Before long the Vietnam War was getting close to home, and I was studying medicine at uni. The things I was being taught at church seemed very simplistic when I put them next to what I was learning at uni, and next to the problems we were facing as a country. The church’s teachings seemed like kindergarten stuff compared to what I was hearing and discovering elsewhere. 

To relieve the tension I felt, I read widely about the Christian faith. I realised that if I was learning Medicine at a university level I would have to educate myself as much as I could about the faith I believed. 

Problem: the more I read and learned, the more I realised that a fundamentalist way of thinking made very little sense. 

So, another division came. I left the Brethren. Eventually, I joined the House of Freedom here in West End and found broader pastures to roam around in. 

I was later told that some people in my old Brethren church had concluded that I couldn’t have been a Christian at all if I’d gone from them to a scrappy mob like the House of Freedom! They said things like He seemed like he was a Christian, but he couldn’t have been one really…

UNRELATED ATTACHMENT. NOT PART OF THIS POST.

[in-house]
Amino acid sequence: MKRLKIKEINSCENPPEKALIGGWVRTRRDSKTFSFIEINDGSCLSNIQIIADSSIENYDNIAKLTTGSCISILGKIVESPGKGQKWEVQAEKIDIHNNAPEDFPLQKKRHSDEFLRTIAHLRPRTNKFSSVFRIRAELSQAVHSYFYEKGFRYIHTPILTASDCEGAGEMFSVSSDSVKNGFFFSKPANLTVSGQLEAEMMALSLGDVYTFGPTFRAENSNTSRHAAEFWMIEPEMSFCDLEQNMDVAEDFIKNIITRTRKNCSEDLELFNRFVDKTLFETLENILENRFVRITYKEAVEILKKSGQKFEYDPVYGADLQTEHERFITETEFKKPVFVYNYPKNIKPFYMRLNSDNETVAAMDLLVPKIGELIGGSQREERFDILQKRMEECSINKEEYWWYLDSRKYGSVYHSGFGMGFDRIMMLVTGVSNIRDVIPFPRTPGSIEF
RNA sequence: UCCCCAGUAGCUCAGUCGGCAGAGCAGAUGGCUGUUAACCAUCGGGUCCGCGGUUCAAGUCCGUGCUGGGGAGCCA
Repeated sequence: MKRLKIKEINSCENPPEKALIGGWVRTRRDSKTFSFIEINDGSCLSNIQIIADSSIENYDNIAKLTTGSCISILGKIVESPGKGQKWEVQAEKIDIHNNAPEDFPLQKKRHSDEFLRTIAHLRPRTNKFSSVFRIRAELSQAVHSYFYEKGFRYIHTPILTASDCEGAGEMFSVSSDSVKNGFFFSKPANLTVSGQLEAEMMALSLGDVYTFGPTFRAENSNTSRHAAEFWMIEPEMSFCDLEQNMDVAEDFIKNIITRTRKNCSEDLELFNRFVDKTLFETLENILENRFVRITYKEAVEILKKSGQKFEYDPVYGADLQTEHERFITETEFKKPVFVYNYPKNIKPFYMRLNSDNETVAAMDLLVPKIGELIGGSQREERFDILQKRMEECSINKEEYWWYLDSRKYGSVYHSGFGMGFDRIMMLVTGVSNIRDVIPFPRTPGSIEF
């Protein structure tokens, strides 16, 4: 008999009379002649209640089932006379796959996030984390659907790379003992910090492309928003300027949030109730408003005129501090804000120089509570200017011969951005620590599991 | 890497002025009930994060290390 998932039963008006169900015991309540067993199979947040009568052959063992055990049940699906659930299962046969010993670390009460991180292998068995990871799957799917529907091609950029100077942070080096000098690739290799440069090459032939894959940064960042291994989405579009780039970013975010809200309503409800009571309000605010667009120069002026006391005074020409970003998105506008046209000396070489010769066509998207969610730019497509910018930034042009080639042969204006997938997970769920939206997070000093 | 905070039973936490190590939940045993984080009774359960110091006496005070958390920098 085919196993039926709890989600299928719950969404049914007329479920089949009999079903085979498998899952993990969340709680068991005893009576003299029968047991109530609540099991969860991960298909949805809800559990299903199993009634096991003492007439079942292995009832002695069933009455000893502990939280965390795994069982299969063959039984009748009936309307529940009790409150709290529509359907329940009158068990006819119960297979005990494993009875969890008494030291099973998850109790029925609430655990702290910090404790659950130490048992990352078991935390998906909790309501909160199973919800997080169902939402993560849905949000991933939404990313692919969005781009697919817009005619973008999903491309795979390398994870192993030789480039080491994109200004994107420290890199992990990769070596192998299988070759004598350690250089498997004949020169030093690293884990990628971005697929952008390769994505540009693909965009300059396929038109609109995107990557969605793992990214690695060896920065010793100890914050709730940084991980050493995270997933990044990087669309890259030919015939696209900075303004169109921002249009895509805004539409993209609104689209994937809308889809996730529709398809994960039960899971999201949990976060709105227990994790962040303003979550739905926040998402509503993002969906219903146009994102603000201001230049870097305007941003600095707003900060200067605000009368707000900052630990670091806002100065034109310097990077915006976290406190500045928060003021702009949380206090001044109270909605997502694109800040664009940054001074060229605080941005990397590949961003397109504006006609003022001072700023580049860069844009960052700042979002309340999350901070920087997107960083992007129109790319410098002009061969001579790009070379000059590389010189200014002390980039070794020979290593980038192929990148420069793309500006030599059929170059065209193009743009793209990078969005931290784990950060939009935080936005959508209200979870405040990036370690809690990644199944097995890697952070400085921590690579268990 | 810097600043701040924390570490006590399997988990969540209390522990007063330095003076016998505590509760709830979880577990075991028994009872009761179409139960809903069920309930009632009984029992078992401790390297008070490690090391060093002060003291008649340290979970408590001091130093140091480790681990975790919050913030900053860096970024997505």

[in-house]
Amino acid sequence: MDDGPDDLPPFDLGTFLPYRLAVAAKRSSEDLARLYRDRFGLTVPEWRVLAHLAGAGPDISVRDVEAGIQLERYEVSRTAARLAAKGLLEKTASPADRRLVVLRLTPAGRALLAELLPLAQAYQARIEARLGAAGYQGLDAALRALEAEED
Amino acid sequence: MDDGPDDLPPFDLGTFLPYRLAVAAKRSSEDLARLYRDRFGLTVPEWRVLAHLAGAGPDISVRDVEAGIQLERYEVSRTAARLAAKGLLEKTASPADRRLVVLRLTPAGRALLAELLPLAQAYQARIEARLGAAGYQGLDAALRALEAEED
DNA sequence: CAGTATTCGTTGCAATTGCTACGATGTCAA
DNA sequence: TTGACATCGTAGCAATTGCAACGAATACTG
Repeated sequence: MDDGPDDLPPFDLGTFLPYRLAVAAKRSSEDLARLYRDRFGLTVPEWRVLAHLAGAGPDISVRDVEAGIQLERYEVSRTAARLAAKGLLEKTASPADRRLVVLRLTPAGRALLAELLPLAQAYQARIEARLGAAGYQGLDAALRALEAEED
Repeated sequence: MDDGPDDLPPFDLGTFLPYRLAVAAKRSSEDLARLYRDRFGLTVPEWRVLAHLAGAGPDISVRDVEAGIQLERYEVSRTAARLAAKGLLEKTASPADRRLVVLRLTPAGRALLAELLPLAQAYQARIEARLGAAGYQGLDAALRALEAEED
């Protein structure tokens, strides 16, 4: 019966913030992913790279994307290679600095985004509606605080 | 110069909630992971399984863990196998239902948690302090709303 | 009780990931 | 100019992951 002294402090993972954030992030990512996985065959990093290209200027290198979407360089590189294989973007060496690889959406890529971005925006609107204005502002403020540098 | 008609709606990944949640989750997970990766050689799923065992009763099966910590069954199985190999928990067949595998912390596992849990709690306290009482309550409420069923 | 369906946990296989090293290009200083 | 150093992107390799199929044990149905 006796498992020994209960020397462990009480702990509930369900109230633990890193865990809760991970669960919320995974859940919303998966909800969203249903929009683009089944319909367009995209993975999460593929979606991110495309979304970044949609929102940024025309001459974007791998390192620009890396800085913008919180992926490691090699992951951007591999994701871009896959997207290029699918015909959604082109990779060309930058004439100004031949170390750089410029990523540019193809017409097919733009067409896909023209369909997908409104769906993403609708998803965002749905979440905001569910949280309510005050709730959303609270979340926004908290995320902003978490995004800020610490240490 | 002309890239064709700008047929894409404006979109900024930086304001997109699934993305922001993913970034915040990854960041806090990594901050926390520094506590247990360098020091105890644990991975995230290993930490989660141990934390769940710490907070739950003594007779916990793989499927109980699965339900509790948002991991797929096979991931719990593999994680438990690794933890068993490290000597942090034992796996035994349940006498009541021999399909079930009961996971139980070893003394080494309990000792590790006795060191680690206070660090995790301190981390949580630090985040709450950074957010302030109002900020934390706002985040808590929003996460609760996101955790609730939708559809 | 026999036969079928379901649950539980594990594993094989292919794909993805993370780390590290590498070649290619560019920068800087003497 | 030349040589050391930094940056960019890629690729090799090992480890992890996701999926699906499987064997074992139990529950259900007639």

This is another kind of division. It’s not the division that Jesus Christ brings, the division between the way of the cross and the way of power over others. It’s a family division, an argument over what the way of the cross is. Here at West End Uniting Church, we are convinced that the way of the cross is an inclusive way that seeks the justice of God for all the earth. My fundamentalist friends saw it more as a way of being sure you’d go to heaven when you died. 

And there’s yet another kind of division, a third kind. I’m calling it an imposed division; we’re seeing rather a lot of it right now, and it is not Christlike. I’m talking about people who want to impose their ideas onto others as an expression of ‘religious freedom’. 

The poster boy in Australia is Israel Folau, but there are many others who want to be able to say anything they like or refuse service to anyone they want as an expression of their Christian faith. 

This isn’t the division that Jesus brings. It’s an unholy division, one that feeds off two needs: firstly, a need to be right, and secondly, a need to make others wrong. 

To repeat, there is a necessary division, one that Jesus brings. It happens when people put Jesus at the centre of life and live accordingly. This necessary division involves walking the way of the cross. It involves loving our neighbour and forgiving those who have wronged us. 

The family division is a contrived division, promoted by those who seem to need to be loudly right while everyone else is wrong.